The National Memorial for Peace and Justice in Montgomery, Alabama is a memorial to the more than 5,000 black people who have been lynched in the United States and places lynching within both the historical context of the Middle Passage, Slavery, and Segregation and black resistance to white supremacy and racial oppression. I believe I’ve visited the National Memorial three times since it opened in 2018 and have been haunted and sobered each time I entered what the Memorial defines and I accept as its “sacred space.”
Today in the FloridaPhoenix, there’s a great article by Diane Roberts on the National Memorial for Peace and Justice, combining references to incidents like the 1894 lynching of Jack Brownlee, contemporary racial violence, and the vote suppression politics of Mississippi and Texas governors Tate Reeves and Greg Abbott. Given police murders, on-going lynching cases (“There’ve been eight suspected lynchings of Black men and boys over the past two decades, the most recent in 2019)”, and the everyday discrimination and threats faced by Black-Americans, the legacy of lynching continues into the present.
At the same time, the National Memorial for Peace and Justice is a part of a culture of Civil Rights and Civil Rights commemoration that’s become a focal point of Official American Culture. Of course, the primary personalities and events being honored are associated with the Black Civil Rights Movement of the 1950’s and 1960’s with the Martin Luther King’s Birthday federal holiday, the iconic status of Rosa Parks and John L. Lewis, and the observances for the Montgomery Bus Boycott, March on Selma, the Freedom Riders, and the Lunch Counter Sit-Ins. Of course, there’s been a number of Martin Luther King streets and boulevards while the city of Atlanta is awash in Civil Rights commemoration of Martin Luther King, Andrew Young, and others. Likewise, there’s Rosa Parks Highways, Avenues, Streets, and Boulevards in Montgomery Al, Nashville TN, Patterson NJ, Detroit, Cincinnati, St. Louis, and no doubt other places.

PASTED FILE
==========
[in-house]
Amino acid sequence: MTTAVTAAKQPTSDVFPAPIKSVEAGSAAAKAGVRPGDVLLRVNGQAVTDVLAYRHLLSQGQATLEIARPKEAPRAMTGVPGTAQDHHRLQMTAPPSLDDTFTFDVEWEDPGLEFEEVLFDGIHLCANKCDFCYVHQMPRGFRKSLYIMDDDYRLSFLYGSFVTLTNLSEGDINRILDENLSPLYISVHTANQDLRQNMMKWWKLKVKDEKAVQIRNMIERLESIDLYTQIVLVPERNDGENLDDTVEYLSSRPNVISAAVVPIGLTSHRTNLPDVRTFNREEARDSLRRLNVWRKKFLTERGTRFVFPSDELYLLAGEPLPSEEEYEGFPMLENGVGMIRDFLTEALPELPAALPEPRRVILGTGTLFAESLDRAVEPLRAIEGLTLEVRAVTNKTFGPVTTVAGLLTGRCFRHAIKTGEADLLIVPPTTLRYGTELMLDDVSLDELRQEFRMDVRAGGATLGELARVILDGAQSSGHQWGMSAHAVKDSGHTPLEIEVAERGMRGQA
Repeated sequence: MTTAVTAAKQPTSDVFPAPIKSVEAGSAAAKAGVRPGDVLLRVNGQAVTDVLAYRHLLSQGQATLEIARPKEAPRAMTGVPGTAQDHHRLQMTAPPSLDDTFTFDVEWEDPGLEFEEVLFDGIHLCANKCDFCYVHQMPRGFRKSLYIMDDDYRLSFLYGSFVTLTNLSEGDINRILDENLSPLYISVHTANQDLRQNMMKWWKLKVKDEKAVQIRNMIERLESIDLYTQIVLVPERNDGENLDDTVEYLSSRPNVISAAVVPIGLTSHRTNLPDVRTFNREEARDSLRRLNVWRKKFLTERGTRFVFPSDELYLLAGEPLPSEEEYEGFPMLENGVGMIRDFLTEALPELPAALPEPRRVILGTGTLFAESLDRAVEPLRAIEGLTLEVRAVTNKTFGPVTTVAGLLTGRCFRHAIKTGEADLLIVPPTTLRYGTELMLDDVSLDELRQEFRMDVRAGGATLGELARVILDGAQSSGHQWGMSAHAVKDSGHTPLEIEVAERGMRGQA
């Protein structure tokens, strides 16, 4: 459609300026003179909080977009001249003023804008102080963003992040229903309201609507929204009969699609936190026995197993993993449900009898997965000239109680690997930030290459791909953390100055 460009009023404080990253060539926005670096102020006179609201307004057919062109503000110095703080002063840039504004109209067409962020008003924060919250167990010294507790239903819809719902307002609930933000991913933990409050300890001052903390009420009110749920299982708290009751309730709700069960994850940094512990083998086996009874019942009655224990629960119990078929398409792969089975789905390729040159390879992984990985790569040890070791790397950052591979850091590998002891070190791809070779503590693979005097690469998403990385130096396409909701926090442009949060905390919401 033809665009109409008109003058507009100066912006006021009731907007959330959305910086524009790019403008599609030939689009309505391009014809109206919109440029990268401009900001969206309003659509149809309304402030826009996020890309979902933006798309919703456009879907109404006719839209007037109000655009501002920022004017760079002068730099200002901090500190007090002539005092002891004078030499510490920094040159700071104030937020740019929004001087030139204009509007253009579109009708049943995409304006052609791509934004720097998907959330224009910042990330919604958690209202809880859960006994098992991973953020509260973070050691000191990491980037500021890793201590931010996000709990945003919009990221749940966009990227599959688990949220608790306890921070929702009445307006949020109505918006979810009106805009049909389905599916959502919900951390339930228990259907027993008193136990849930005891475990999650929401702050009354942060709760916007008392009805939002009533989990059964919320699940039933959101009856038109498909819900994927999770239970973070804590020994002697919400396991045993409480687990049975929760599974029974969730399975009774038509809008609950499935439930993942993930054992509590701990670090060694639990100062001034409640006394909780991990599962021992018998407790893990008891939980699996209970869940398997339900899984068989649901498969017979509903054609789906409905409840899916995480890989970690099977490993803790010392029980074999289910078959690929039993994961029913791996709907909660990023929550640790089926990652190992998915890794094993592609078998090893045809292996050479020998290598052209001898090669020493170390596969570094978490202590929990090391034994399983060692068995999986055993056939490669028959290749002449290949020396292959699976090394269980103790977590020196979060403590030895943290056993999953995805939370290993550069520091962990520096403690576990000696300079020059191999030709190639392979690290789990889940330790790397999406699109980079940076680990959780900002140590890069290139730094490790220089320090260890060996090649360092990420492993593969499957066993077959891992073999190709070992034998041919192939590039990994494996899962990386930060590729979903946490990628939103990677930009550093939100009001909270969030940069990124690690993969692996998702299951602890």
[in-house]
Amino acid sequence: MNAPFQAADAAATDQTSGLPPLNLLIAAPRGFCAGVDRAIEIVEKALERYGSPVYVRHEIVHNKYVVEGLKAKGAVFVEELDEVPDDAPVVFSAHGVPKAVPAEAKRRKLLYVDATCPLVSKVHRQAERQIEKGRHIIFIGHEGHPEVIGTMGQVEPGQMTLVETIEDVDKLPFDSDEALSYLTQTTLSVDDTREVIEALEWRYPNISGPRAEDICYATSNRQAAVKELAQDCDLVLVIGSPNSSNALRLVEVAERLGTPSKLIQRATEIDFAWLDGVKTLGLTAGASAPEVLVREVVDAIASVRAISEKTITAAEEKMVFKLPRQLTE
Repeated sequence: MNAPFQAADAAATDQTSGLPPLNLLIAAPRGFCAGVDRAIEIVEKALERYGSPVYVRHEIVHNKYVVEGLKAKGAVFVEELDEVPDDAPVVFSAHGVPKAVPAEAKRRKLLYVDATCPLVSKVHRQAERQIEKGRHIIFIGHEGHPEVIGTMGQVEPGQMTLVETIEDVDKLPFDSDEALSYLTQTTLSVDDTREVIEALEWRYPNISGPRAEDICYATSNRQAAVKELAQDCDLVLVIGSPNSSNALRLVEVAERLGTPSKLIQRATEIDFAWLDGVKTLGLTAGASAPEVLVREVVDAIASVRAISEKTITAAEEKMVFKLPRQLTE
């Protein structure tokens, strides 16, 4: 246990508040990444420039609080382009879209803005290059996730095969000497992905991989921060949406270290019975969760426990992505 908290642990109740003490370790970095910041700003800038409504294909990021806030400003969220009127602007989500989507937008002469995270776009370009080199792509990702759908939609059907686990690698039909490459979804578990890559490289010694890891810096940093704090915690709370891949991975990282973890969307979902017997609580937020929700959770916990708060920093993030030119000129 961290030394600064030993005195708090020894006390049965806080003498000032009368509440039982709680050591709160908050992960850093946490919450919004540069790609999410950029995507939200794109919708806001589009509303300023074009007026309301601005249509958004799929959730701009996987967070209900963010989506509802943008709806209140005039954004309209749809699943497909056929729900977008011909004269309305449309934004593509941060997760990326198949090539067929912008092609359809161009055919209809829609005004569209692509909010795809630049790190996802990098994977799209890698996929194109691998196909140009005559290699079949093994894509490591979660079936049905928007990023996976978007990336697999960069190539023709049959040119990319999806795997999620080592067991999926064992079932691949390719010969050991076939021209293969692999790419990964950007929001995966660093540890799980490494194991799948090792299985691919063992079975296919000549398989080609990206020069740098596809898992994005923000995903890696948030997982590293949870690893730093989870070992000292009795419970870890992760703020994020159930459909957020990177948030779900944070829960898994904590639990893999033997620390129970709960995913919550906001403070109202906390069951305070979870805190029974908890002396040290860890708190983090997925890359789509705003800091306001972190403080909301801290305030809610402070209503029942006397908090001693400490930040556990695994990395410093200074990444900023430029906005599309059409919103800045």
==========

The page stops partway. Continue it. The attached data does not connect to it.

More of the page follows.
Civil Rights commemoration also reaches goes back in time. There are so many references to the 1852 Fourth of July Speech by Frederick Douglass that I’m not completely whether Douglass or Thomas Jefferson is the figure most associated with the Fourth of July. There are also more local commemorations like the statue to murdered black voting rights activist Octavius Catto at City Hall in Philadelphia.
Given the unique place of black people in the Civil Rights Movement and the traditions preceding the Civil Rights Movement, there can not be much surprise about Black Americans being front in center with Civil Rights Commemoration. At the same time, the Civil Rights framework now encompasses much of the feminist, gay rights, Native American, disability rights, and immigration rights movements. There are already commemorations of major events in feminism like the passage of the 19th amendment and LGBT rights like the Stonewall commemorations. Likewise, a number of factors like to an uptick in Native American recognition during the Trump years. Civil Rights provides a broad, inclusive, and increasingly important framework for national commemoration.